When the storm comes it is already too late
Suspended laundry decorates the buildings like gift wrap.
I traverse the city through color: silky yellow, red, nets of green,
rose, ripped denim, silver zari. Then sky and water
beleaguer the city, my feet disappear, I don’t know where I end
and where everything else begins—everything else is muck.
Trees renouncing their branches, windows protesting, the washing
falling like an avalanche. Cupboards, drawers, and folders choke
the street. Emptying, empty. I walk by a drain: the streets will swallow
our things. Our things will swallow the streets. I see no road signs,
no officers, no maps. Only the moon like an onion skin. Only
the fallen bark of giants. No old names, no new names,
no Calcutta, no Kolkata—it all disappears.
Even the vengeful ghosts of British officers’ mistresses,
my brothers trying to harness the flimsy lamplight, our school nurse
and her red medicine, the puchka wallas who fed the whole city,
the cooks, their threadbare mattresses, the security guards at their posts,
the property they protect—I can’t find any of it. I can’t find anyone.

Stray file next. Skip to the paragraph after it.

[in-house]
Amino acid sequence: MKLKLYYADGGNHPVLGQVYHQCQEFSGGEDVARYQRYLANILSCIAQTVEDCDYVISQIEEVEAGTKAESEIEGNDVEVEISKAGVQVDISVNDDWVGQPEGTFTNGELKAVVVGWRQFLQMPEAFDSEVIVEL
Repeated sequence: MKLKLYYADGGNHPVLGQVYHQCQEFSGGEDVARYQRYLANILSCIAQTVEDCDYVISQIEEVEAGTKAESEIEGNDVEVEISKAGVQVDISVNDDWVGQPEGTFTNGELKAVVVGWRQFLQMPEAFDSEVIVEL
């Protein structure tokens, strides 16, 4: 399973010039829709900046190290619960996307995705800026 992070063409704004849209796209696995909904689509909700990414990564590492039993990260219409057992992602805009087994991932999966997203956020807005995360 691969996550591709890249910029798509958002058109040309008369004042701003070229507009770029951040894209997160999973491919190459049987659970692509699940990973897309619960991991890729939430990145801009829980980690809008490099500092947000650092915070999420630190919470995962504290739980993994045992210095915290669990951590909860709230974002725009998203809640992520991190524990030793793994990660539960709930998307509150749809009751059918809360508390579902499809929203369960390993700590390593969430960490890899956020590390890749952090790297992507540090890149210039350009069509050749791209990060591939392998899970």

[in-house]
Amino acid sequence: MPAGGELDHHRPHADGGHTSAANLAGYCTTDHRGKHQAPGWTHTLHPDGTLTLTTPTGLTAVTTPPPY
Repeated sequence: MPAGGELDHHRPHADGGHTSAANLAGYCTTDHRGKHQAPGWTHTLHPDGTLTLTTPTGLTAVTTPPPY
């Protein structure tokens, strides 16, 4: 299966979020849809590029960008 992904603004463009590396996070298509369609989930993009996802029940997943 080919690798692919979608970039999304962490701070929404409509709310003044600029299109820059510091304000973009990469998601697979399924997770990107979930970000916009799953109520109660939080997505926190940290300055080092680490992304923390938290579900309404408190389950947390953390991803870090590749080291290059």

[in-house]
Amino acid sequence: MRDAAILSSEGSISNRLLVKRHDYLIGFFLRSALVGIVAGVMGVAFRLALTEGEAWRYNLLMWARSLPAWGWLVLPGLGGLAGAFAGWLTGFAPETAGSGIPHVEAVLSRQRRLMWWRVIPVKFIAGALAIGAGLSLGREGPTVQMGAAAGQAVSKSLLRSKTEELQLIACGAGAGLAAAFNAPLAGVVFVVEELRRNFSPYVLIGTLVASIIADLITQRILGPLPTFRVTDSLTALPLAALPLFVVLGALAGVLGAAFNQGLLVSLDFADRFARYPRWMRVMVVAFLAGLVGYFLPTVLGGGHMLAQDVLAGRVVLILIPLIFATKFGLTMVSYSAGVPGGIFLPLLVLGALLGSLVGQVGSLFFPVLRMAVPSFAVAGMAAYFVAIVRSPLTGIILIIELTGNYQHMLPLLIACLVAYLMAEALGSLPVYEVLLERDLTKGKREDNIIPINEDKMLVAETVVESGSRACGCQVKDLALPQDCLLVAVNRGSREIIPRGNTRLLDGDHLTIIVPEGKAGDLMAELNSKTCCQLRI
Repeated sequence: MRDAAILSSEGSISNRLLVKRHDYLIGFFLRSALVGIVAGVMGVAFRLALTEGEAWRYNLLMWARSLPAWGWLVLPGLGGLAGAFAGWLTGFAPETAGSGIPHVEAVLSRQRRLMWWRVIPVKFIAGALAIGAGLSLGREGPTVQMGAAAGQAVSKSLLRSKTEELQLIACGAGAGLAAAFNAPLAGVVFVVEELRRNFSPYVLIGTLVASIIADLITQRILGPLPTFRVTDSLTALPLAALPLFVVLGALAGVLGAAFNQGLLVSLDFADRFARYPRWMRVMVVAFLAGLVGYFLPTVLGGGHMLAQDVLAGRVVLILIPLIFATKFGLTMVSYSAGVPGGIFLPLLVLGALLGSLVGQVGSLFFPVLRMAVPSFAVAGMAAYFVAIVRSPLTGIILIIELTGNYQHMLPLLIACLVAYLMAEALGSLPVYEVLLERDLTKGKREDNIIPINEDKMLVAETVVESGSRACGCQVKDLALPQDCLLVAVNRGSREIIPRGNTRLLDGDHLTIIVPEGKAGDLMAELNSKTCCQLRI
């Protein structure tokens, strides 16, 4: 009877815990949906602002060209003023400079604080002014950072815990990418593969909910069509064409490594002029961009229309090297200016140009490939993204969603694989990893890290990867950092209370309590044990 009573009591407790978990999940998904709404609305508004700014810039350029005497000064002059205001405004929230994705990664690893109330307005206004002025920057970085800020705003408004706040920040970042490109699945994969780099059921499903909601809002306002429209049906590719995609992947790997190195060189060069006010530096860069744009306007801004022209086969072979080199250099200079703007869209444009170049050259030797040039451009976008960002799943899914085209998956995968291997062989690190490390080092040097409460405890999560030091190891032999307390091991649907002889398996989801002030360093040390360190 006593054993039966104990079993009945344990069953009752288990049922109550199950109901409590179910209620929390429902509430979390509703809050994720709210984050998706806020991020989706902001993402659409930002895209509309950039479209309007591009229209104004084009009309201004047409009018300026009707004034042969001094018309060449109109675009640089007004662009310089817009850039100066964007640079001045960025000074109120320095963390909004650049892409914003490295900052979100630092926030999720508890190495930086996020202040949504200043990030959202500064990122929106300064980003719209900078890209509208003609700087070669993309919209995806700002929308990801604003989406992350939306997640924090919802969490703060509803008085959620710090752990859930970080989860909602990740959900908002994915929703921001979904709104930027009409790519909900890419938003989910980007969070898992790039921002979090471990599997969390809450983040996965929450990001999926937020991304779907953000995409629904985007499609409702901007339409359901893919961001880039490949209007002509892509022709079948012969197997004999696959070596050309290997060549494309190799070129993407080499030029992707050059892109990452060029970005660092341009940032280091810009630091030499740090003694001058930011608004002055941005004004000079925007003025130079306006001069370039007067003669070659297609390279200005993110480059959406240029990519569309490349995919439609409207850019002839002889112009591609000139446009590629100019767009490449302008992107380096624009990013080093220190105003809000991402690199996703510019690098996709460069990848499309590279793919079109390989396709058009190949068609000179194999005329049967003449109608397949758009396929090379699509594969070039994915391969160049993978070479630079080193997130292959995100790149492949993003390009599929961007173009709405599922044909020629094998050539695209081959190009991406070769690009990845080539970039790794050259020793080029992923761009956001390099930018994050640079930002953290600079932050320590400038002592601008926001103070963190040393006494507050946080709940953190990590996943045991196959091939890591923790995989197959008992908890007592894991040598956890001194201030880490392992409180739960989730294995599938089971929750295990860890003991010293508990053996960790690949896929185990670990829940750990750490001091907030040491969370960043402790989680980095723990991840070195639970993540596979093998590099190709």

Was I ever there? I careen with the wind till I reach Red Road. Driverless
cars thunder with the ancient earth. There is no direction but down.
A building gives up and lets its guts show. And the clothes are suddenly
clean and wet on my body, and I stand still just like that, shivering.
Urvi Kumbhat holds a BA from the University of Chicago and is currently an MFA candidate at the Helen Zell Writers’ Program. Her work appears in The Margins, Glass: A Journal of Poetry, Apogee, Protean Magazine, and other publications. She grew up in Calcutta.
Cherry Tree appears under the imprint of the Literary House Press, the publishing arm of the Rose O’Neill Literary House, a cultural center with an almost 50-year-history of promoting the arts. Washington College undergraduates participate in all facets of the production of this print journal, though professional writers serve as genre editors and fill most senior reader positions. Although the journal is still growing, Cherry Tree has already received national recognition. Poems from three of its six issues have been selected for inclusion in The Best American Poetry (2016, 2017, and 2020). Poems have been reprinted on Poetry Daily and Verse Daily and have appeared in the Orison Anthology. Prose has been listed as “notable” in Best American Essays and appeared in Best Microfictions (2020).